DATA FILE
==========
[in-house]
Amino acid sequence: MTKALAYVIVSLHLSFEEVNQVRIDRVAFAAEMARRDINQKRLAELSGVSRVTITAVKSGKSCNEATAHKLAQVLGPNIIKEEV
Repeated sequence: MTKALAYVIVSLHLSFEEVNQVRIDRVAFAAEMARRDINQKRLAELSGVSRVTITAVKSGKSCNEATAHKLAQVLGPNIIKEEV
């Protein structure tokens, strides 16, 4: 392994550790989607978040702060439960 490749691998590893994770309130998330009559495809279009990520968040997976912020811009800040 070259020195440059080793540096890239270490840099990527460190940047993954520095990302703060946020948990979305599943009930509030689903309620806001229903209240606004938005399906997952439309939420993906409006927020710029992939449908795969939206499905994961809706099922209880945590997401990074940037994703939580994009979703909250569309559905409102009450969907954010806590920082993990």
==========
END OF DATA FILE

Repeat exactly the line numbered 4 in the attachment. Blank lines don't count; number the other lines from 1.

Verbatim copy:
């Protein structure tokens, strides 16, 4: 392994550790989607978040702060439960 490749691998590893994770309130998330009559495809279009990520968040997976912020811009800040 070259020195440059080793540096890239270490840099990527460190940047993954520095990302703060946020948990979305599943009930509030689903309620806001229903209240606004938005399906997952439309939420993906409006927020710029992939449908795969939206499905994961809706099922209880945590997401990074940037994703939580994009979703909250569309559905409102009450969907954010806590920082993990």